Breastfeeding is very physically demanding. In the first few weeks I had never been more hungry or thirsty in my life. To make that extra, super unpleasant, during the first 3 weeks after my c-section I had uncomfortable swelling of my legs, which I hadn’t had at all during pregnancy, I had trouble lying flat on my back, I suspect because of fluid overload, AND despite being very, very hungry eating made me very uncomfortable. I was walking around with a general low grade belly ache that worsened when I ate anything. One of the best gifts anyone gave me, was a giant bowl of cut fruit sometime in week 2. Fruit was one of the only foods that both sounded good and didn’t make me want to curl up into a ball of belly pain.
My husband often refers to me as thermonuclear reactor because of how hot I usually run to the touch. During late pregnancy it was hard to get comfortable from a temperature sense; you’ve got a lot against you–size, clothes feeling uncomfortable, and difficulty moving around (especially in bed at night). These problems paled in comparison to being post-partum with a healing c-section incision and the metabolic/physiologic changes from either breastfeeding or changes after pregnancy! Lots of movement was painful (getting out of bed, picking baby up from crib, going up and down the stairs of our walk up apartment), and the physical exertion of pushing baby in a stroller even in the flat area of Manhattan I lived in was overwhelming. I was constantly out of breath. I remember around day 10 pushing baby around a single NYC city block in Chelsea required 2 rests on the short sides and about 4 rests on the long sides.
The toll of being at a small one’s beck and call 24 hours a day is exhausting from the sleep perspective and the emotional perspective of not having much control over your schedule anymore. During the first 2 weeks there seemed to be lots of breast and uterus changes happening, so every day it sort of felt like I had a different body than the day before. In the beginning if I went very long over 3 hours without nursing I would be in physical pain from my breasts being too full. These seemed to get much better around 2-3 months, and really never bothered me again.
Another aspect that you might not consider is the social limitations that breastfeeding place on a mother. Some people feel super comfortable breastfeeding any where (I wonder what was the strangest place I breastfed…maybe on The High Line in NYC), but many places and situations are not accommodating. I never experienced direct confrontation about breastfeeding, but there were plenty of places that were either uncomfortable to nurse in–loud, hot, no place to sit, etc. (If you are wondering why I couldn’t have just given my son a bottle in these situations, you will learn why later!) Having a baby completely changes your social interactions; for me all my non parent friends were a work all day, and when they were free–evenings–is when I was nursing and getting a tiny monster to go to bed and longing to get to sleep ASAP myself. I was able to connect and meet other new moms through a few different parents’ groups and a prenatal/postnatal yoga studio, but it is still daunting to feel like you are doing this very hard thing alone and with no connection with friends.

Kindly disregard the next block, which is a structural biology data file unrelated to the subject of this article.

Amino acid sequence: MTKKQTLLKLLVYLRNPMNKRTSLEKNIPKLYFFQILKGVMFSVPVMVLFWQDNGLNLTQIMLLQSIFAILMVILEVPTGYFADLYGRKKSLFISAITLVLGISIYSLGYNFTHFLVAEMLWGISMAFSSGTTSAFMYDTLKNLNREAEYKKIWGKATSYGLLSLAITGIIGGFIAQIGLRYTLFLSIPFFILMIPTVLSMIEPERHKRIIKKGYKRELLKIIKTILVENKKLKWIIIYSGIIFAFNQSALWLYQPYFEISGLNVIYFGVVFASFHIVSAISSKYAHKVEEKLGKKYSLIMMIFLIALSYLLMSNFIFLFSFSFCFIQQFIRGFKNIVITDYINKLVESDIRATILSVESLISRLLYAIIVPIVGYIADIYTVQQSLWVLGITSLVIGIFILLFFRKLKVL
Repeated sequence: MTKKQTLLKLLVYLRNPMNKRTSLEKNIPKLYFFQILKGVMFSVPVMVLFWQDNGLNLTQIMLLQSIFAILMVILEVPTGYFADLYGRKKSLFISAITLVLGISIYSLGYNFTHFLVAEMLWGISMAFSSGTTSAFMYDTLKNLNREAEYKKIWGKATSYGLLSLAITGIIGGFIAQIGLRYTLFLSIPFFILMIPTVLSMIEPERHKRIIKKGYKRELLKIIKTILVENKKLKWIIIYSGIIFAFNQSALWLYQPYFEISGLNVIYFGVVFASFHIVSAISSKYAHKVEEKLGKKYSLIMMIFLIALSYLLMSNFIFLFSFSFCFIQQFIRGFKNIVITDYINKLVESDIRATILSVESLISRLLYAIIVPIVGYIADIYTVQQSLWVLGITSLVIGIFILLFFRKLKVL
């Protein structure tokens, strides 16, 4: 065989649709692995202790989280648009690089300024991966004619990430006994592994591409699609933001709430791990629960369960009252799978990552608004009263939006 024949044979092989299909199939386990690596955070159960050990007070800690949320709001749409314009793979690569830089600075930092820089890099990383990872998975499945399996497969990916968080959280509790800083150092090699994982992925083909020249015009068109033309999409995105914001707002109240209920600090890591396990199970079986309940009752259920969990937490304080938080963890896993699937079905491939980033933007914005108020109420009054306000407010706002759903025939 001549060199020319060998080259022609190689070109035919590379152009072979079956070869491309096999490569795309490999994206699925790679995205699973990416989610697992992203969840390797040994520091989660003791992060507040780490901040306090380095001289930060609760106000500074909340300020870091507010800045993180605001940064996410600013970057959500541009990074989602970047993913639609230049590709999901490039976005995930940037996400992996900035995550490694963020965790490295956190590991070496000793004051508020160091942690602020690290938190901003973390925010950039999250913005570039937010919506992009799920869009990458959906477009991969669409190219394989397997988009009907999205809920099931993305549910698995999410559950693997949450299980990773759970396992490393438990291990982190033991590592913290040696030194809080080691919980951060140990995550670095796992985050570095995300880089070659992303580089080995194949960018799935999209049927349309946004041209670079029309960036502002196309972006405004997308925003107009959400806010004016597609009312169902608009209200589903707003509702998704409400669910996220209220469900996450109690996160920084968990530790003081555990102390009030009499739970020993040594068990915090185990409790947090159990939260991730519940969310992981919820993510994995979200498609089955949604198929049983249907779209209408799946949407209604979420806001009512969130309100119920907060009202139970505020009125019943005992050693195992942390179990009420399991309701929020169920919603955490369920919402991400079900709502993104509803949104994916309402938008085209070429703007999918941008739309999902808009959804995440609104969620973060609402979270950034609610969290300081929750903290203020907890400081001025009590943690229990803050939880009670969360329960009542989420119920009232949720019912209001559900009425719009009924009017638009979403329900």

Stupid things people say
I won’t repeat them all here, but one here are a few of my favorites:
- Don’t let the baby nurse for more than 20 minutes; after that he is just using you as a pacifier. - Pediatrician at the hospital giving me her only advice about breastfeeding
- Lady: How long did you breastfeed for? ME: 14 months. Lady: Wow, 14 months is nothing to be ashamed of. - In a tone that said you should definitely be ashamed of only breastfeeding for 14 months
- Don’t let the baby have a bottle for the first month. He’ll get confused and stop breastfeeding. - Outpatient pediatrician with her only advice about breastfeeding for me
There is a lot of guilt and suffering out there around breastfeeding and babies in general. I had numerous women give me elaborate explanations of their feeding choices for their babies without any prompting on my part. It felt like these women had been made to feel ashamed if they weren’t breastfeeding, weren’t breastfeeding exclusively, weren’t giving organic formula, weren’t breastfeeding for 2+ years, etc!
We visited Zurich when our son was just turning 6 months. My husband was working at his company’s office during the week days, so kiddo and I were alone most days to explore the city. One day I was in a mall bathroom that had a fabulous set up to change babies and children, and I asked a woman with a similarly aged baby if there was anywhere to breastfeed. She was immediately helpful and told me to download an app that showed tons of available breastfeeding and pumping rooms around Switzerland with information about the different rooms and reviews from users! The mall of course had a beautiful room that was attached to a daycare at the mall (that would be amazing for moms who could swing by during the day to breastfeed instead of pumping). It was set up with multiple nice chairs and cloth screens for privacy and power outlets for pumping machines. Several other moms were there at the time, all actually with infants, so curious if it is primarily used in that regard rather than for pumping. Also there was a place to wash your hands and also clean your pumping supplies. There was no sign in to get into the room or need to pay to use the room. Many pharmacies around Zurich also had breastfeeding rooms.